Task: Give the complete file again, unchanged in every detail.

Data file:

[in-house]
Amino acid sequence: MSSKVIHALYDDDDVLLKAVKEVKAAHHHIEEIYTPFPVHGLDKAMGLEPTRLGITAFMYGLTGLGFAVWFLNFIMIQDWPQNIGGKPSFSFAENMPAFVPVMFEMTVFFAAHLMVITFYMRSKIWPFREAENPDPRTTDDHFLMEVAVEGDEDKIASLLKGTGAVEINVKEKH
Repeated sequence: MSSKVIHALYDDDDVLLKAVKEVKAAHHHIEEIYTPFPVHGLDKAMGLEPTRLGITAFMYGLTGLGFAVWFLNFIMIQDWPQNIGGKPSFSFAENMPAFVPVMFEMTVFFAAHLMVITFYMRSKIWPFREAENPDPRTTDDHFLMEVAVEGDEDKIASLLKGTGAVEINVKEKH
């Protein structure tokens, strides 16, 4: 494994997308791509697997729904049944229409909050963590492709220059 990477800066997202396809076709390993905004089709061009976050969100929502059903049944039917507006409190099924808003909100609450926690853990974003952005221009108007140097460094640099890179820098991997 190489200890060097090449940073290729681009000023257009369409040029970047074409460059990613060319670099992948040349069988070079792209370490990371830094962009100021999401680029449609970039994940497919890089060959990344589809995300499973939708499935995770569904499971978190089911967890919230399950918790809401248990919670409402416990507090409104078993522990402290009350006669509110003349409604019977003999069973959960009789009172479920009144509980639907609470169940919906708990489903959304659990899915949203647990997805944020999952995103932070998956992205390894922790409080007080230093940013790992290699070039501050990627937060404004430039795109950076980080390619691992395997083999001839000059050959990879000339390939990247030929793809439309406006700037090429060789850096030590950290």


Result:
[in-house]
Amino acid sequence: MSSKVIHALYDDDDVLLKAVKEVKAAHHHIEEIYTPFPVHGLDKAMGLEPTRLGITAFMYGLTGLGFAVWFLNFIMIQDWPQNIGGKPSFSFAENMPAFVPVMFEMTVFFAAHLMVITFYMRSKIWPFREAENPDPRTTDDHFLMEVAVEGDEDKIASLLKGTGAVEINVKEKH
Repeated sequence: MSSKVIHALYDDDDVLLKAVKEVKAAHHHIEEIYTPFPVHGLDKAMGLEPTRLGITAFMYGLTGLGFAVWFLNFIMIQDWPQNIGGKPSFSFAENMPAFVPVMFEMTVFFAAHLMVITFYMRSKIWPFREAENPDPRTTDDHFLMEVAVEGDEDKIASLLKGTGAVEINVKEKH
């Protein structure tokens, strides 16, 4: 494994997308791509697997729904049944229409909050963590492709220059 990477800066997202396809076709390993905004089709061009976050969100929502059903049944039917507006409190099924808003909100609450926690853990974003952005221009108007140097460094640099890179820098991997 190489200890060097090449940073290729681009000023257009369409040029970047074409460059990613060319670099992948040349069988070079792209370490990371830094962009100021999401680029449609970039994940497919890089060959990344589809995300499973939708499935995770569904499971978190089911967890919230399950918790809401248990919670409402416990507090409104078993522990402290009350006669509110003349409604019977003999069973959960009789009172479920009144509980639907609470169940919906708990489903959304659990899915949203647990997805944020999952995103932070998956992205390894922790409080007080230093940013790992290699070039501050990627937060404004430039795109950076980080390619691992395997083999001839000059050959990879000339390939990247030929793809439309406006700037090429060789850096030590950290």